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Cinepocalypse 2017 Review: Psychopaths is Mickey Keating’s Most Ambitious Film Yet

  • DailyDead
At the age of just 26 or 27, writer/director Mickey Keating already has five feature films under his belt. These aren’t just homemade backyard projects shot with his buddies for $200, either; these are movies with major stars of the indie horror scene (Graham Skipper, Lauren Ashley Carter, Pat Healy, Larry Fu**ing Fessenden) and getting actual distribution through companies like Glass Eye Pix and IFC Midnight. While his previous films have shown major chops behind the camera, they’ve also all had an air of familiarity about them; Keating is a director who wears his influences proudly, and some of his past work has played more like him riffing on an existing piece than like something borne of his own interests and obsessions.

With his fifth feature, Psychopaths, Keating has really come into his own as a director. It is his most original, most ambitious, most audacious work to date
See full article at DailyDead »

Review: ‘American Satan’ is a Nightmare of Sex, Drugs, and Heavy Metal

American Satan is the kind of film that might very well pop up as an Alamo Drafthouse Weird Wednesday screening in the coming years. It’s a shame its distributor will probably not strike a 35mm print for the occasion. The film is a maddening hyper-nightmare of smoke, hypodermic needles, and hard rock that somehow is far more endearing than it ought to be, with a cast led by musician Andy Biersack as Johnny Faust, a recent high school graduate from Columbus, Ohio who lands in La seeking fame and fortune. Johnny and Vic (Booboo Stewart) fortunately have a plan: they hook up with UK-based group The Relentless — who’ve also come out to La seeking fame with manager Ricky (John Bradley) — and add a sexy rebel Cassandra (Tori Black) to the group. Pure talent isn’t enough as Johnny learns the hard way and soon the group finds themselves
See full article at The Film Stage »

Movie Poster of the Week: “Maigret Sets a Trap” and the Art of Nathan Gelgud

  • MUBI
This beautiful pair of illustrated posters for two late 50s Maigret adaptations by Jean Delannoy is the work of Nathan Gelgud, an artist who by now should be well known to cinephiles in New York and Los Angeles. Nathan is the creator of the auteur tote bag, an essential cinephilic fashion accessory for the 2010s, more on which later. Full disclosure: I was involved in the art direction on these posters at Kino Lorber, whose repertory division is re-releasing Maigret Sets a Trap (originally released in the Us as Inspector Maigret and later re-released as Woman Bait) at Metrograph today and will be releasing both films on Blu-ray in December. I’d been aware of Nathan’s work for a while, but it was his comic-book style resumé poster for Metrograph’s Alain Tanner retrospective this summer that convinced me he’d be perfect for Maigret. And, as luck would have it,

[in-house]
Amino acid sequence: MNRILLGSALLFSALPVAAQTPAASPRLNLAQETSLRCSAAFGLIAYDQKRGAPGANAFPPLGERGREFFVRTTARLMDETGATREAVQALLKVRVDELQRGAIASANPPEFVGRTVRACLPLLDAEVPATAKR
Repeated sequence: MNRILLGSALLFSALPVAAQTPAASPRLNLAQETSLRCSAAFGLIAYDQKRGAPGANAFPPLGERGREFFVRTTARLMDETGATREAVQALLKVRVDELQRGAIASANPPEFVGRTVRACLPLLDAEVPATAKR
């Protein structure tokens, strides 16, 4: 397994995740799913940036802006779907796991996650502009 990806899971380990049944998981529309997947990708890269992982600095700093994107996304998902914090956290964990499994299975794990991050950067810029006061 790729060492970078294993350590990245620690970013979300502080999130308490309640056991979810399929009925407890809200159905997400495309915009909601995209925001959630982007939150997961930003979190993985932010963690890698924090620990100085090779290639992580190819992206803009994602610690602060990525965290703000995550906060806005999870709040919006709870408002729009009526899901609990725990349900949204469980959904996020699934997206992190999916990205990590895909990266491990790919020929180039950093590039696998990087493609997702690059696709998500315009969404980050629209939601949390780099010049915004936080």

See full article at MUBI »

Canon Of Film: ‘Bad Lieutenant: Port of Call New Orleans’

This week, we will be taking a look at Werner Herzog’s ‘Bad Lieutenant: Port of Call New Orleans’. For the story behind the genesis of Canon Of Film, you can click here.

Bad Lieutenant: Port Of Call New Orleans (2009)

Director: Werner Herzog

Screenplay: William Finkelstein

If there ever was a better example of how to show the old adage true that it’s not what the film is about but rather, how it’s about it… Abel Ferrara’s 1992 masterpiece ‘Bad Lieutenant‘, took place on the streets of New York and starred Harvey Keitel as a “bad lieutenant”. He wasn’t even given a name in the film. He did every drug he could, he pulled over women to sexually harass them, he screwed hookers, and gambled large amounts of money. In between, he tries to solve a crime, haphazardly involving the rape of a local nun. I met
See full article at Age of the Nerd »

A ‘mother!’ of a Vicious Commentary

There’s no easy way to describe Darren Aronofsky’s latest film, the appropriately titled mother! (appropriate once the pieces start crashing into place). It’s oppressively heavy on symbolism, it’s profoundly unsettling, it’s guaranteed to piss off practically audience member in one way or another. To be blunt: it’s pure Aronofsky and, if its reception from both the Venice and Toronto Film Festivals to the scathingly polarizing reaction its had in its first weekend of release are any indicator, it’s going to cement itself with ease as one of the most thoroughly debated experiences of the 21st century. Whether that’s a good thing or a bad thing is up to you.

In a beautiful countryside manor amidst lush fields and the warmest sunsets (all beautifully brought to life by regular Aronofsky Dp Matthew Libatique and production designer Philip Messina) lives a couple – given no names in the story,
See full article at Age of the Nerd »

Crime of Passion

Witness the ‘fifties transformation of the femme fatale, from scheming murderess to self-deluding social climber. Barbara Stanwyck redefines herself once again in Gerd Oswald’s best-directed picture, a searing portrayal of needs and anxieties in the nervous decade. With fine support from Raymond Burr, Virginia Grey and Royal Dano.